Bible Question:

Did Jesus’ apostles contact each other after they left Jerusalem?

Bible Answer:

The apostles first appear in the Bible in the gospels: Matthew,  Mark, Luke and John and then in the book of Acts. The gospels provide us with the names of the disciples or the apostles of Christ. For a list of the apostles please read, “Call of the Twelve.”  The study “How did the apostles die?” provides a short summary of the available historical evidence and traditions of how the apostles died. In this study we answer the question, “Did Jesus’ apostles contact each other after they left Jerusalem?”

Disciples Together At Last Supper

Apostles Contact After Christ’s Resurrection

The books of Acts, Galatians and 2 Peter tell us that the apostles met together and communicated with one another during the early years of the church. However, it is not clear when the various apostles left on missionary trips to share the gospel in different parts of the world. The study “How did the apostles die?” spotlights the various areas that the apostles visited to share the gospel, and most of them died in the process. The following summarizes what we do know about the relationships of the apostles from the New Testament.

– Book of Acts

In Acts 1:13-14 we are told that after Jesus ascended back to heaven the eleven apostles that remained after Judas died were together in the Upper Room. They had gathered for prayer and at the same time selected Matthias as the replacement for Judas (Acts 1:15-26). In verse 14 we are told that Jesus’ mother was also with them. This is the last reference to Jesus’ mother in the Scriptures. We know from John 19:26-27 that the apostle John agreed to care for Christ’s mother.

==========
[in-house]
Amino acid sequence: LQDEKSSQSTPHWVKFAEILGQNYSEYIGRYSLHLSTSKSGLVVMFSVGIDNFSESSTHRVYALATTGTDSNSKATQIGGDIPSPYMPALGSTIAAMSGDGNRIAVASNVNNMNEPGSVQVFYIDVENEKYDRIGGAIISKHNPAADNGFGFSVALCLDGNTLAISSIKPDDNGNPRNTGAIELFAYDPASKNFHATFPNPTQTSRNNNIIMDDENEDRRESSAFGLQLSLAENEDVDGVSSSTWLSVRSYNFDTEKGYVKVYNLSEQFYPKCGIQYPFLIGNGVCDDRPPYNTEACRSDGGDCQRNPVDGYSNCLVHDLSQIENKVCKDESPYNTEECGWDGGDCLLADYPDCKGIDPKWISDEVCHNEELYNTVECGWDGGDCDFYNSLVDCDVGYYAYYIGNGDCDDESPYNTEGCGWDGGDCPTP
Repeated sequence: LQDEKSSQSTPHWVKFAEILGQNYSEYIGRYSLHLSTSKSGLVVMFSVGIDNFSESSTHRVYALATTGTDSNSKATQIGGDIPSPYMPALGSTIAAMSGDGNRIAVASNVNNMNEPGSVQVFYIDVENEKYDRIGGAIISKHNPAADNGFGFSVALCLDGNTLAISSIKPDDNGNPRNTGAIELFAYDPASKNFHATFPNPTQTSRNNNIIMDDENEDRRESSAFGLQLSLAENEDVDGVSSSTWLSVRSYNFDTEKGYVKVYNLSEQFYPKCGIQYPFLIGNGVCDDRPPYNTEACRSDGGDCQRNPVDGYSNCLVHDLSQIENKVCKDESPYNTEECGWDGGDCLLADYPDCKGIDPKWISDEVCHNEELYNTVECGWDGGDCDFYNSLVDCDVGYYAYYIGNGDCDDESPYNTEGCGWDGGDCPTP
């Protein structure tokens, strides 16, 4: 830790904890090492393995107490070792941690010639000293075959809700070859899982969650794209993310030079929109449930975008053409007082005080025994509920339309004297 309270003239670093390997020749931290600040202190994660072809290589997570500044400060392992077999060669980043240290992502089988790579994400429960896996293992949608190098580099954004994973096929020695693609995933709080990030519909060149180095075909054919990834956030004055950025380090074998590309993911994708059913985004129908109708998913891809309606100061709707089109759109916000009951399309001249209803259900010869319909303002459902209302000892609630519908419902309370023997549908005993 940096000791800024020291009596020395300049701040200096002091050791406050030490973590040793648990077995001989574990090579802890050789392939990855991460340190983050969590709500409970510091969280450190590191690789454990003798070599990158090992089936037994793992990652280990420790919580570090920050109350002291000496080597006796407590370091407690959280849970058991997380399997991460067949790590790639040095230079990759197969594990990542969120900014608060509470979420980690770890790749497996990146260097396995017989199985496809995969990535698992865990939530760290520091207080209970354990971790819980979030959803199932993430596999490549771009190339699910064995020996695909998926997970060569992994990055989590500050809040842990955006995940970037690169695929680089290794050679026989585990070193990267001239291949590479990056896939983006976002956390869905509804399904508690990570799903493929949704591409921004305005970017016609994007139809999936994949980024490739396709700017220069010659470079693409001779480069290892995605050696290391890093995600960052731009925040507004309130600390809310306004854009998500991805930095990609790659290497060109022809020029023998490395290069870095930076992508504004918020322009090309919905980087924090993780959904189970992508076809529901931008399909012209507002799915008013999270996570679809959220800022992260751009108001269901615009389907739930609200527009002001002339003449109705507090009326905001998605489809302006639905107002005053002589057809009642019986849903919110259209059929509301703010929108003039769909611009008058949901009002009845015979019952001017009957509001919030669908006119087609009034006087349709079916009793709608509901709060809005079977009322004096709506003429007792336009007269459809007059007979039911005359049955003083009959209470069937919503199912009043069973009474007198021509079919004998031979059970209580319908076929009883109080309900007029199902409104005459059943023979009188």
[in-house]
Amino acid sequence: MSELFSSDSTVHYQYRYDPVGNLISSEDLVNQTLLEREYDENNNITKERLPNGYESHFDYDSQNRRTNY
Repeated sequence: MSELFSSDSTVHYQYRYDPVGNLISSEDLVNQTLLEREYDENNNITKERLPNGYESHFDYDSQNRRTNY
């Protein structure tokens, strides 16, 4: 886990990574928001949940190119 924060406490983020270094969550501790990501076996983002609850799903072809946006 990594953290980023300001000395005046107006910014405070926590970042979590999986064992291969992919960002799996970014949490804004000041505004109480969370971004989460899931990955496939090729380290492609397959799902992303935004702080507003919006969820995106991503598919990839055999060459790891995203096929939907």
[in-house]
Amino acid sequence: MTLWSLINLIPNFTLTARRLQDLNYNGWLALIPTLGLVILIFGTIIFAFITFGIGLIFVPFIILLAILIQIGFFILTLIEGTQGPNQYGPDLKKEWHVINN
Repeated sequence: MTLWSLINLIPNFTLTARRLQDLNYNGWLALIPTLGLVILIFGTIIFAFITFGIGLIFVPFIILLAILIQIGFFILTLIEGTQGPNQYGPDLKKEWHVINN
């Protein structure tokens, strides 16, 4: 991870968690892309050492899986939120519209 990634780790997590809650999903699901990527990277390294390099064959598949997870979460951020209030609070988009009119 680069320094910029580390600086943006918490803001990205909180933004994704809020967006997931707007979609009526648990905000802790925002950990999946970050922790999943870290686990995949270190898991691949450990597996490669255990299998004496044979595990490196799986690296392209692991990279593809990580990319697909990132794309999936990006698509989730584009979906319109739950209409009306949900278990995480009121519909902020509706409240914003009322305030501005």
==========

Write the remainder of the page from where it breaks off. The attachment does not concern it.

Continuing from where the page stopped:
On the day of Pentecost the apostles were together again (Acts 2:1) and Peter preached a message and the Holy Spirit moved and drew three thousand people to believe in Christ and to become Christians. In Acts 2:42 we discover the Christians regularly gathered to hear the apostles teach the Word of God. It appears that each apostle taught the Scriptures since the number of Christians was so large.

In Acts 4 Peter and John were arrested (Acts 4:3, 13) because they had been preaching about Jesus Christ and declaring that those who believed in Him would be resurrected from the dead (Acts 4:2). As a result, the Sanhedrin Council ordered Peter and John to stop preaching about Christ, but the apostles refused to stop. Consequently in Acts 5:12-18 all of the apostles were arrested because they continued preaching about Christ. One wonders what happened in the jail when all of the apostles were together.

In Acts 6:1-4 we are told that the apostles solved a problem that had occurred among the Hellenistic widows. The process they revealed to the early Christians was that their primary purpose (and the primary purpose for every pastor and elder) was to study and teach the Word of God. That was more important than managing the organization.

Yet, Acts 8:14 reveals that evangelism was also important. Here we are told that Peter and John visited some new Christians in Samaria in order to confirm that their conversions were real. They sought to unite all Christians into one church. There were no denominations  or splinter churches at the time of the apostles. All of the churches were under the leadership of the apostles.

Acts 11:1-2 tells us that the apostles and Peter were together again. Peter had just returned from a meeting with a Gentile named Cornelius and his family. Acts 10:34-48 reveals that his entire family, some relatives and some friends had become Christians. Consequently, Peter shared with the apostles that God was saving Gentiles too!

While Acts 12:1-3 tells us that King Herod, the son of King Herod the Great, put James, the brother of John, to death. He also arrested Peter. We are not told if the apostles were together or not. Most likely the apostles were still together in Jerusalem since Acts 15:2-13 states that Paul and the other apostles including Peter and James were together for a church council. The purpose of the council was to determine if God was saving Gentiles in addition to Jews. The conclusion was that God was offering salvation to both Jews and Gentiles. It was a unanimous decision of the remaining apostles (one of the apostles was killed in Acts 12:2).